SHRI SHARAD ANANTRAO JOSHI (CONTD.): But the Government doesn't like easy ways of helping the poor. They want a method which will fatten the bureaucracy and which will give patronage to the political boss so that he can give promises in elections of wanting to do good to the people.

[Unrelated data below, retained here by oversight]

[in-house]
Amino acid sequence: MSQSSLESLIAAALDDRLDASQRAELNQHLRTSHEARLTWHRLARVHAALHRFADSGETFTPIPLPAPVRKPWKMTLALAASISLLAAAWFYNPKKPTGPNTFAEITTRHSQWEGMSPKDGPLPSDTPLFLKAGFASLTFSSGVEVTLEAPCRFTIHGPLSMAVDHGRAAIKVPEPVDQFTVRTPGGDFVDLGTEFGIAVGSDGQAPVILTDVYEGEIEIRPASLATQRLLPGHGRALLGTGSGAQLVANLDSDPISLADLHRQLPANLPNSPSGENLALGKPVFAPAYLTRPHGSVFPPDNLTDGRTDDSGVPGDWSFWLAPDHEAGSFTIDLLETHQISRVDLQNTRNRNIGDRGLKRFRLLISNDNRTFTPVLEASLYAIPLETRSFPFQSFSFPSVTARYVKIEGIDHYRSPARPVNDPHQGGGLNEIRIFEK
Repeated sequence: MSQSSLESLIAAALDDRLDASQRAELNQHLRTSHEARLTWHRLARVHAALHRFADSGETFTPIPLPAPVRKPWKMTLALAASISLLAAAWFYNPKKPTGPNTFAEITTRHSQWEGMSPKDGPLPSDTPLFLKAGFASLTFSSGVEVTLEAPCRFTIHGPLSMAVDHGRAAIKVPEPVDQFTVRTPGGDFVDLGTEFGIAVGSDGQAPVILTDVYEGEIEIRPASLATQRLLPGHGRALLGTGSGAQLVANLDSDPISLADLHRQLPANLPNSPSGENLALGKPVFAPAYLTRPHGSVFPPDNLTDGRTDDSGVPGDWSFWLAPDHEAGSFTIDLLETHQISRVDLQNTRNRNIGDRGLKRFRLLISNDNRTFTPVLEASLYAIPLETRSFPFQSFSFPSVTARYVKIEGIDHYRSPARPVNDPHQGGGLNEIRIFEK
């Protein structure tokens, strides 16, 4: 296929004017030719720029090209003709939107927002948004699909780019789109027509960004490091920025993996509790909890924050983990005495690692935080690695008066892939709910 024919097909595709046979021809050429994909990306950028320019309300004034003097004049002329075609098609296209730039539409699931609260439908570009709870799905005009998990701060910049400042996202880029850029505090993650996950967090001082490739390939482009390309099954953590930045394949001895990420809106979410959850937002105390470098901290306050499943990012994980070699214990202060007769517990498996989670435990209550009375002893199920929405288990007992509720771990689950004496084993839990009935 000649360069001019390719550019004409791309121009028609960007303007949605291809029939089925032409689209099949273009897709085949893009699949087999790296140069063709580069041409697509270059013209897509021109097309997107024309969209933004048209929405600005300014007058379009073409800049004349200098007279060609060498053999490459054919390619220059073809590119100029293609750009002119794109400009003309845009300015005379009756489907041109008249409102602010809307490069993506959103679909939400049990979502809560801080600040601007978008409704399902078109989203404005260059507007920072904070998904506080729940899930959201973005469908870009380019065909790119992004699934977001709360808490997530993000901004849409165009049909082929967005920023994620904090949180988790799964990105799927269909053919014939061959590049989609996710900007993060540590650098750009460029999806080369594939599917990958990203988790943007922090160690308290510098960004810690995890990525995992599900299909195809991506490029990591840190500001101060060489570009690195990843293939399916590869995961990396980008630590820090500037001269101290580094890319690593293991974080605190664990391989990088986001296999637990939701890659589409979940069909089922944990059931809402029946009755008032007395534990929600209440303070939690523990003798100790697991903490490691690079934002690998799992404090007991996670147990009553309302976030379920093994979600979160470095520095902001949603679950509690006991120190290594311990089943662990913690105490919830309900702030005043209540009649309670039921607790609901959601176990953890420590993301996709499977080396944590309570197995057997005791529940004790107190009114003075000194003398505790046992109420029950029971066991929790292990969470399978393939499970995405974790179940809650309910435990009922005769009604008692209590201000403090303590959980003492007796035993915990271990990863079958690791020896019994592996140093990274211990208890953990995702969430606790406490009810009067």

The third and a very important thing that has been mentioned by the honourable, Mr. Pasha, is about the forward markets. And, if you permit me, Sir, I would like to speak a little at length on this subject, because on the 27th evening at Alwar in Rajasthan the farmers organisations announced that the farmers of Punjab, Haryana and Western Uttar Pradesh will not give their wheat to the Food Corporation of India; instead, they will give it entirely to the NCDS where they can see the spot price, where they can see the prices that are coming for three months etc. and immediately the same evening I got a telephone saying that it has been decided that the wheat and paddy will be taken off the futures market. After the Finance Minister made an announcement to that effect, making a departure from the written speech. That was an ex tempore addition. One doesn't really know what the real situation is because he said that it has been banned and the Minister for Agriculture only yesterday was quoted in the newspapers as saying that it is not banned, it is only suspended. One does not know what the facts are. The important thing is to create an uncertainty about it so that the farmers do not count on it and the farmers do not prepare to go the NCDS way. So, I would like to explain what the futures market is about because I know that most people have some kind of a misgiving because there was a time when only the traders and, if you don't mind my using a casteist word, only the traders of a certain caste, indulged in the futures market, vaiyada bazaar or whatever you call it. And because the producer was not associated with those futures market, the idea came that this is a thing in which one indulges, when you have no commodity at all; a trader who does not produce even a gram of wheat would actually deal into thousands of tonnes of wheat, merely on the futures market, talking on the telephone. And that is why I am surprised that our friend from Rajasthan also used this concept because these are people from Rajasthan who made really the Vaiyada Bazaar most popular. But the idea that the Vaiyada Bazaar is gambling, is wrong. I would like to say in very few words what the futures market represents for the farmers. Sir, the farmer produces grains; let us just say grains; I will not talk about other commodities. If he sows one grain, he produces a thousand grains. That is the kind of surplus he produces. Now, try to understand why a person who is able to multiply his seed a thousand times becomes indebted and why is it that he is forced to commit suicides. So, he produces grain at one point of time and in one place. He knows, every farmer knows that four months after the harvest, his product will get a good price; it will be good because that is what the traders take advantage of. He knows that the price in his place may not be good, but the price in Delhi will be good. But he is not able to take it because he does not have the means to transfer the wheat to Delhi. Now, what the futures market does is, and through the technology, this is not a great step of magnificence by some generous party, it is technology which comes to the help of the poor and the technology has come because technology now permits you to have on a small screen the spot price, the price at which you can sell it today. (Contd. by 3r -- VP)